Bowie vs. Bowie – super-geek turns to ProTools for truth.



Thanks god for geeks! Thank god for nerds!

From a 2002 MetaFilter forum, the following exchange is a rock’n’roll rollercoaster:

Well for years I thought David Bowie was singing:

“and the papers want to know who’s shirts you wear…”

when apparently it’s “who shot you where” that the papers want to know. Odd thing is, my misheard “shirts” lyric makes more sense.
posted by joyyy at 6:38 AM on May 26

It’s not “whose shirts you wear?” My world has been turned upside down. I’m scared.
posted by jeyyy at 7:22 AM on May 26

Are you sure it’s not ‘whose shirts you wear’? I think I’ve seen ‘whose shirts you wear’ (but it’s been ages, so who knows?) written that way in a published songbook.
posted by pryyy at 7:36 AM on May 26

(And ‘whose shirts you wear’ — meaning ‘what brand of shirt you wear’ — would make sense in the celebrity game he was writing about, whereas ‘who shot you where’ makes no sense in this context, unless you think of it as ‘who launched you and to where’, which would be a bit of a clunker.)
posted by pryyy at 7:40 AM on May 26

pryyy – in “Ashes to Ashes” Bowie says “We know Major Tom’s a junkie” so in that context “who shot you where” does make an odd kind of sense.

I saw the “who shot…” correction in one of those “misheard lyrics” books, FWIW
posted by joyyyat 7:44 AM on May 26

OK, joyyy, you’re playing with fire now…

First:
I am looking at the lyrics printed in the Ryko pressing of “Space Oddity” and it clearly says “And the papers want to know whose shirts you wear”

I googled the “shot you where lyrics” and came up with two pages of results . All of the lyric pages featuring the “who shot you where” lyrics seem to come from the same “SpaceOddity.txt” file source, while there are at least three sources (the least of which is this vast fan site called “Bowie Wonderland” who list the “shot you where” line as the misheard lyric and the “shirts you wear” lyric as the correct one. I also visited this encyclopedic site and came away with the same results: the line is “shirts you wear”.

Additionally, I used ProTools to slow “Space Oddity” down by several percent and used a pair of reference headphones while scrubbing the disputed lyrical selection. The vocal track “Space Oddity”, in true sixties fashion, is not mixed down to one channel, so the left and right channels are distinctly different, isolated vocal takes, offering two chances to hear Bowie utter the lyrics. I put the clip through several filters as well to reduce the prominence of the instrumentals. Since “where” and “wear” are sonically identical, and the sound of “shirt” and “shot” are very similar when uttered with Bowie’s particular British accent, the logical focal point is the ending of the word shirts/shot. After listening to the section several dozen times, I can attest that there is a clear, distinct “s” sound before the word “you”, especially in the left channel.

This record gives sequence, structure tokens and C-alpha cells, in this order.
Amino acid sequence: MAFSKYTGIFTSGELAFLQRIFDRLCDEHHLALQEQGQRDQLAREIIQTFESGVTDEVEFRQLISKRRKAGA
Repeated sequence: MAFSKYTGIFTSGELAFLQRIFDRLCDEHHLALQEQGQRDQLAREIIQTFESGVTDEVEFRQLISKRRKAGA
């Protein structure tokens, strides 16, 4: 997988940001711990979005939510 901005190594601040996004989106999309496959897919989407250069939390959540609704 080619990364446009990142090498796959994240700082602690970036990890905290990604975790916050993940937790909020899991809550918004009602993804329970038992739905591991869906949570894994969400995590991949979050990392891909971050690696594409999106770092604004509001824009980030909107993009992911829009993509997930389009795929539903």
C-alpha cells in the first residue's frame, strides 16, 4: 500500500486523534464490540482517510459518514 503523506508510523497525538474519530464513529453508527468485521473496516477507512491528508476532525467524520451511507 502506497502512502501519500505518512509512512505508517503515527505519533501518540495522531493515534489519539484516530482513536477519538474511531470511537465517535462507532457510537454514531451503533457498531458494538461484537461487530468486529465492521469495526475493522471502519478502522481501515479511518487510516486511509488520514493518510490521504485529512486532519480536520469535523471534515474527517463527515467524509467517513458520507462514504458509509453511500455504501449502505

In addition, I searched the Bowie canon for examples of him singing both the word “shirts” and the word “shot”. There is only one other song where he uses the word “shirts”, a little-known song called “Tumble and Twirl”. “Shot” appears with more frequency, such as in the song “Heroes”. I listened to all these songs and, while his pronunciation of both words is sometimes similar, there is a distinct difference in the sound of his plural and singular word endings.

The logical conclusion is that the line is indeed “The papers want to know whose shirts you wear”, supported by my experiments and the attestations of several MeFites who note that “shirts you wear” makes more lyrical sense, especially in light of other fashion-based concerns in the Bowie canon, and his use of the sartorial concerns of the media as an ironic device juxtaposing the different priorities of the parties depicted in “Space Oddity”

While I respect your encyclopedic knowledge of music, this heresy against Bowie, God among men, cannot be allowed to stand.
posted by evyyy at 9:07 AM on May 26 [1 favorite]

Hallelujah! Hallelujah! Hallelujah!

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